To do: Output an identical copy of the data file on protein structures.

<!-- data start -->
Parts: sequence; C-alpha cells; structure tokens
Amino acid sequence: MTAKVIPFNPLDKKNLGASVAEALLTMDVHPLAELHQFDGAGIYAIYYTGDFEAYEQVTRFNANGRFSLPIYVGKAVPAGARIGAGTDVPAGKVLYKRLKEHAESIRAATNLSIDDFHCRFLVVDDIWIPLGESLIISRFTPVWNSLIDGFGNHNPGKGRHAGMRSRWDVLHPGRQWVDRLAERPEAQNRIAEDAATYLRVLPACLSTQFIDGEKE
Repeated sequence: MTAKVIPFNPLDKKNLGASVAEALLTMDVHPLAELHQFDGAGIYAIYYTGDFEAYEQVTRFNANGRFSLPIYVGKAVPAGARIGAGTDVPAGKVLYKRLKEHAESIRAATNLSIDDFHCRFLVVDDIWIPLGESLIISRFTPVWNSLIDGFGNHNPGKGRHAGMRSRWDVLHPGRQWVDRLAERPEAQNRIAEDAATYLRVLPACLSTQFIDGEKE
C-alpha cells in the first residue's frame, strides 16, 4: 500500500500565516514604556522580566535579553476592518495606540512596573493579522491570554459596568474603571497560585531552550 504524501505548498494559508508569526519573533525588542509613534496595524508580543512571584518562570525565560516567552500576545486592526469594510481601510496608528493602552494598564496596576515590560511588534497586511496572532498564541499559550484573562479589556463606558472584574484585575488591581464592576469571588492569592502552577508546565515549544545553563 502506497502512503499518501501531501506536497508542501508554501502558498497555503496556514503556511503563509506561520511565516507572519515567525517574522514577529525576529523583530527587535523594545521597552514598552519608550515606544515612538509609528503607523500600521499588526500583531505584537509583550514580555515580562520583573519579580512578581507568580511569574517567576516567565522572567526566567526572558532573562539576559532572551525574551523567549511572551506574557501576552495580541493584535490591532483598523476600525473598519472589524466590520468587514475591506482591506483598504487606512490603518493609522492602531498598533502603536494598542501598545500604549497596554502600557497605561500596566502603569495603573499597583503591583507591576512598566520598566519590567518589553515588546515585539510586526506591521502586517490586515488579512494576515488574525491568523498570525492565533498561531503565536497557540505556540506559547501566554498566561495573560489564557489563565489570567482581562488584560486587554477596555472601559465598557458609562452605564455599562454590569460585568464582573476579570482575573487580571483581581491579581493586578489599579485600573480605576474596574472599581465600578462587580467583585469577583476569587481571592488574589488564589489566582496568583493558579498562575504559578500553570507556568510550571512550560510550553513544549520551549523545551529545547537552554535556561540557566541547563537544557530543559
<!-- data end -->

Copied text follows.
Parts: sequence; C-alpha cells; structure tokens
Amino acid sequence: MTAKVIPFNPLDKKNLGASVAEALLTMDVHPLAELHQFDGAGIYAIYYTGDFEAYEQVTRFNANGRFSLPIYVGKAVPAGARIGAGTDVPAGKVLYKRLKEHAESIRAATNLSIDDFHCRFLVVDDIWIPLGESLIISRFTPVWNSLIDGFGNHNPGKGRHAGMRSRWDVLHPGRQWVDRLAERPEAQNRIAEDAATYLRVLPACLSTQFIDGEKE
Repeated sequence: MTAKVIPFNPLDKKNLGASVAEALLTMDVHPLAELHQFDGAGIYAIYYTGDFEAYEQVTRFNANGRFSLPIYVGKAVPAGARIGAGTDVPAGKVLYKRLKEHAESIRAATNLSIDDFHCRFLVVDDIWIPLGESLIISRFTPVWNSLIDGFGNHNPGKGRHAGMRSRWDVLHPGRQWVDRLAERPEAQNRIAEDAATYLRVLPACLSTQFIDGEKE
C-alpha cells in the first residue's frame, strides 16, 4: 500500500500565516514604556522580566535579553476592518495606540512596573493579522491570554459596568474603571497560585531552550 504524501505548498494559508508569526519573533525588542509613534496595524508580543512571584518562570525565560516567552500576545486592526469594510481601510496608528493602552494598564496596576515590560511588534497586511496572532498564541499559550484573562479589556463606558472584574484585575488591581464592576469571588492569592502552577508546565515549544545553563 502506497502512503499518501501531501506536497508542501508554501502558498497555503496556514503556511503563509506561520511565516507572519515567525517574522514577529525576529523583530527587535523594545521597552514598552519608550515606544515612538509609528503607523500600521499588526500583531505584537509583550514580555515580562520583573519579580512578581507568580511569574517567576516567565522572567526566567526572558532573562539576559532572551525574551523567549511572551506574557501576552495580541493584535490591532483598523476600525473598519472589524466590520468587514475591506482591506483598504487606512490603518493609522492602531498598533502603536494598542501598545500604549497596554502600557497605561500596566502603569495603573499597583503591583507591576512598566520598566519590567518589553515588546515585539510586526506591521502586517490586515488579512494576515488574525491568523498570525492565533498561531503565536497557540505556540506559547501566554498566561495573560489564557489563565489570567482581562488584560486587554477596555472601559465598557458609562452605564455599562454590569460585568464582573476579570482575573487580571483581581491579581493586578489599579485600573480605576474596574472599581465600578462587580467583585469577583476569587481571592488574589488564589489566582496568583493558579498562575504559578500553570507556568510550571512550560510550553513544549520551549523545551529545547537552554535556561540557566541547563537544557530543559